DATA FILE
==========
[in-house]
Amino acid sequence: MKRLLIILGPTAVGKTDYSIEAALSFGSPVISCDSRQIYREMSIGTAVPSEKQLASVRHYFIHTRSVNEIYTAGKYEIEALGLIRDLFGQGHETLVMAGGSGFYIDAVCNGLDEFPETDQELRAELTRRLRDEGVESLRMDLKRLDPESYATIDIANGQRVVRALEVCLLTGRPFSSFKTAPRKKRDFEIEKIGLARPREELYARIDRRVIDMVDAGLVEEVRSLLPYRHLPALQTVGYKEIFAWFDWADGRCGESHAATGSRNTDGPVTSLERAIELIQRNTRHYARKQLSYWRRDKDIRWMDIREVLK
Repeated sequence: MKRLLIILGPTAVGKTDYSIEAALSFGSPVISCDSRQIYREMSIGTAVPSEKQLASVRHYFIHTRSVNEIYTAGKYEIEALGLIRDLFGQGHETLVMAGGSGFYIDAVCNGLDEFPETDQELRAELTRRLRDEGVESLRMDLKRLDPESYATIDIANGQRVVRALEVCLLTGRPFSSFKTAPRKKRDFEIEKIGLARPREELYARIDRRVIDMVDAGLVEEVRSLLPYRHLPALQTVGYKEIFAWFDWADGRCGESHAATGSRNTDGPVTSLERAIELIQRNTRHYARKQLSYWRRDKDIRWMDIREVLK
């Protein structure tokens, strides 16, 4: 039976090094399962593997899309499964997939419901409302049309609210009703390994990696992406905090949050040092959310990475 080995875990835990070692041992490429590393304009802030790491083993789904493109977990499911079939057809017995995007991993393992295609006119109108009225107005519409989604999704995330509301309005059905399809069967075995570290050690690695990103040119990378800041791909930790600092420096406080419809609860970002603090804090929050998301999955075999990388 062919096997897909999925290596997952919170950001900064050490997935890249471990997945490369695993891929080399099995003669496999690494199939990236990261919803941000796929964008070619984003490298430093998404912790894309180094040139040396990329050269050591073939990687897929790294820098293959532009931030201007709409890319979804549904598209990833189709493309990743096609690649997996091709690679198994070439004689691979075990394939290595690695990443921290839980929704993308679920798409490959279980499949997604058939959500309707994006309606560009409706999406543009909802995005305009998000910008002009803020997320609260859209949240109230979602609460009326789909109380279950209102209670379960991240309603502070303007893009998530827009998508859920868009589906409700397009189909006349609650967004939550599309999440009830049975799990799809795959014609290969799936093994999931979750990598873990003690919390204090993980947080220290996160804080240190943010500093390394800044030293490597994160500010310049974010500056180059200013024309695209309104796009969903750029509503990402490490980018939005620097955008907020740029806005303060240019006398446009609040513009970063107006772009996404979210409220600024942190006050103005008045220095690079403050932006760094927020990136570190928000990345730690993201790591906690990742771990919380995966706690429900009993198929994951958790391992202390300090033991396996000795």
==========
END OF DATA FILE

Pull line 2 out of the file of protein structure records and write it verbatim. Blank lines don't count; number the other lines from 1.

Amino acid sequence: MKRLLIILGPTAVGKTDYSIEAALSFGSPVISCDSRQIYREMSIGTAVPSEKQLASVRHYFIHTRSVNEIYTAGKYEIEALGLIRDLFGQGHETLVMAGGSGFYIDAVCNGLDEFPETDQELRAELTRRLRDEGVESLRMDLKRLDPESYATIDIANGQRVVRALEVCLLTGRPFSSFKTAPRKKRDFEIEKIGLARPREELYARIDRRVIDMVDAGLVEEVRSLLPYRHLPALQTVGYKEIFAWFDWADGRCGESHAATGSRNTDGPVTSLERAIELIQRNTRHYARKQLSYWRRDKDIRWMDIREVLK